Risk factors linked to severe pediatric COVID-19
Two recent studies in Pediatrics look at risk factors for severe pediatric COVID-19 and COVID deaths in those younger than 21 years of age.
The first study, which was published in the October print issue, involved 2,293 US children hospitalized for COVID-19 across 14 states from March 2020 to May 2021. About 30% had severe COVID-19, and 0.5% died. Increased risk factors for severe COVID-19 were stratified across two-age groups: those less than 2 years (32.5% of the cohort) and those who were 2 to 17 years (67.5%).
The younger group had increased risk associated with chronic lung disease (adjusted risk ratio [aRR], 2.2.), neurologic disorders (aRR, 2.0), cardiovascular disease (aRR, 1.7), prematurity (aRR, 1.6), and airway abnormality (aRR, 1.6), while severe COVID-19 was linked to feeding tube dependence (aRR, 2.0), diabetes (aRR, 1.9), and obesity (aRR, 1.2) in the older group.
Overall, 12.0 children among 100,000 had severe COVID-19, with the highest instances among infants, Hispanic children, and Black children. Children with at least one underlying medical condition had an aRR of 1.5, although severe disease was significantly less likely in those younger than 6 months (aRR, 0.7).
Oct 21 Pediatr study
The second study looked specifically at 112 COVID-19 deaths in those younger than 21 and found that they mostly occurred in older adolescents (median age, 17 years), males (63%), Black people (28%), or Hispanic people (46%). About 86% of the patients had underlying health issues, and the most common were obesity (42%), asthma (29%), and developmental disorders (22%).
Multi-inflammatory syndrome in children received its Centers for Disease Control and Prevention case definition on May 14, 2020, and the researchers found that those with MIS-C were more likely to not have underlying health conditions. However, they add, the MIS-C criteria at the time of the study included severe illness requiring hospitalization, which may have affected the death rate of MIS-C patients.
The researchers created the cohort using reports submitted by 25 of 55 US jurisdictions from Feb 12 to Jul 31, 2020.
Oct 22 Pediatr study
COVID-19 vaccine mandates increase uptake, study says
Vaccine mandates increase uptake, according to a study published in Scientific Reports yesterday. The researchers ran four small experiments looking at vaccine mandate/normalization scenarios, attitudes, and current behavior toward the COVID-19 vaccine in winter and spring 2021.
The first involved 299 people who were asked if they would get the COVID-19 vaccine if it were required for work, travel, or school, and then if they would get it today if it were free. Overall, 86% said they would get it if it were mandated, but only 68% said they would receive the vaccine today. After stratifying the data by race—105 White, 95 Black, and 89 Hispanic people—the gaps between mandate prediction and current behavior ranged from 14 to 24 percentage points, with the mandate resulting in higher uptake in every instance.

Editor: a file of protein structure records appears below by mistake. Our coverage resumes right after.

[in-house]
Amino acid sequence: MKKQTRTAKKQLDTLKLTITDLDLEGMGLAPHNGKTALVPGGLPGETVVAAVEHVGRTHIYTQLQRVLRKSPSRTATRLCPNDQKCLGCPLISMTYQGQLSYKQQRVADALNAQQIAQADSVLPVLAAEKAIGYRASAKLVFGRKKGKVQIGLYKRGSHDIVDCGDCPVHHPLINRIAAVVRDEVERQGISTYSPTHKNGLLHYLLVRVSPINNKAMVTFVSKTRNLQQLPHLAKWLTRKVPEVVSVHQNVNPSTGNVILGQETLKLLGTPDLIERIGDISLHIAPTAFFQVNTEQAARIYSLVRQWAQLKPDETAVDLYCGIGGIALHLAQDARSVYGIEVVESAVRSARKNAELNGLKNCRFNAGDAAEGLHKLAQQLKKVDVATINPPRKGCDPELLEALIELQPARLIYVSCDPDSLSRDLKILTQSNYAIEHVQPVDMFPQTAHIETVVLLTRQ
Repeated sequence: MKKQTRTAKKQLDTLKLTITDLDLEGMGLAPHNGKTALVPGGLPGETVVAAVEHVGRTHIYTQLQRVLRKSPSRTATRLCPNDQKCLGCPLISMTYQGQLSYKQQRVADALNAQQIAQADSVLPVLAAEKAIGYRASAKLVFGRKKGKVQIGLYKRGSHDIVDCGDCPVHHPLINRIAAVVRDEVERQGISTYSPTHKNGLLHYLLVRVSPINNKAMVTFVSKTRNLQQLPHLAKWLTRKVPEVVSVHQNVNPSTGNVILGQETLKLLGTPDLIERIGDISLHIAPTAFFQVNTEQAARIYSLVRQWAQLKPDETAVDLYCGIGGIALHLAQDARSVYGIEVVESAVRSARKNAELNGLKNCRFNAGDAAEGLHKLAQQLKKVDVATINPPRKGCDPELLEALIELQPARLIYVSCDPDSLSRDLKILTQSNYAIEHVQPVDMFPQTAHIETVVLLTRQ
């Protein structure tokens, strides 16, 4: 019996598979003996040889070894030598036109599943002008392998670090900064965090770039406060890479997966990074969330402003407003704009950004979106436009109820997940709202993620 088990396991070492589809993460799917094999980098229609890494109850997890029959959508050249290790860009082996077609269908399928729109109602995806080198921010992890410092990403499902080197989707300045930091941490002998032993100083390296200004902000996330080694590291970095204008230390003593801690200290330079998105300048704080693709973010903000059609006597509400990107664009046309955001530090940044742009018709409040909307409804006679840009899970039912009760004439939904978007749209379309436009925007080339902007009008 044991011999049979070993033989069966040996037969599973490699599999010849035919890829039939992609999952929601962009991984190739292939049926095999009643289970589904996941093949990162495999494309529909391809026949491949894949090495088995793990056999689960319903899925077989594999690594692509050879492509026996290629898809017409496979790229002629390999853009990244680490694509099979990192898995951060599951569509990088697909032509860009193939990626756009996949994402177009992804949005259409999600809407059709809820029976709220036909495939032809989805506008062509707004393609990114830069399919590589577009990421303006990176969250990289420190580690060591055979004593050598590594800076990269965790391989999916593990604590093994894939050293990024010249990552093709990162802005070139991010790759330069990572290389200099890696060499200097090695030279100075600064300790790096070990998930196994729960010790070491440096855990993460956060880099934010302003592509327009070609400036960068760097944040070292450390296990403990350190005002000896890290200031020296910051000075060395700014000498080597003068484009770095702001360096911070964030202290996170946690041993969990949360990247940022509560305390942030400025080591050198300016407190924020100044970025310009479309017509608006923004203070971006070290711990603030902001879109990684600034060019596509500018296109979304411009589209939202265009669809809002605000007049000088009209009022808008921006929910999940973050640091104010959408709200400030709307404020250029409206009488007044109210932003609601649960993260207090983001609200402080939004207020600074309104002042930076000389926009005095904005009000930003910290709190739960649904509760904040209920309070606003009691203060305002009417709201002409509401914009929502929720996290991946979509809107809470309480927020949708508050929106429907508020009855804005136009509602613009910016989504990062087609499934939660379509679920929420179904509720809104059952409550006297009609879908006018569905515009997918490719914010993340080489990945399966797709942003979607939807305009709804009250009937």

The second study involved 359 people who were presented with a hypothetical new employer’s attitudes or mandates regarding a vaccine against a new disease, while the third study looked at how 357 people behaved under free choice and mandated scenarios in relation to vaccination norms (eg, population uptake). Results from both suggested that mandates resulted in equal or stronger vaccine uptake, even when people reacted negatively to the mandate.
The last study involved 606 people representative of the US population. Examining vaccination intention, perceived benefits, perceived norms, perceived fairness, and perceived obligation, the researchers found that vaccination mandates resulted in stronger intentions to vaccinate (M = 3.59, SE = 0.07) compared with describing it as a free choice (M = 3.36, SE = 0.07), with similar results observed regardless of any negative psychological reaction to the mandate. Among those who did react negatively to mandates, the researchers note their opinions on the vaccine’s benefits did not change, and they felt less moral obligation.
“Our experiments show very clearly that these requirements do not have any negative effects on vaccination intentions,” said lead author Dolores Albarracín, PhD, in a University of Pennsylvania press release. “Actually, they have positive effects across various ethnic groups and for people who have a tendency to oppose anything seemingly forced on them.”
Oct 21 Scientific Reports study
Oct 21 University of Pennsylvania press release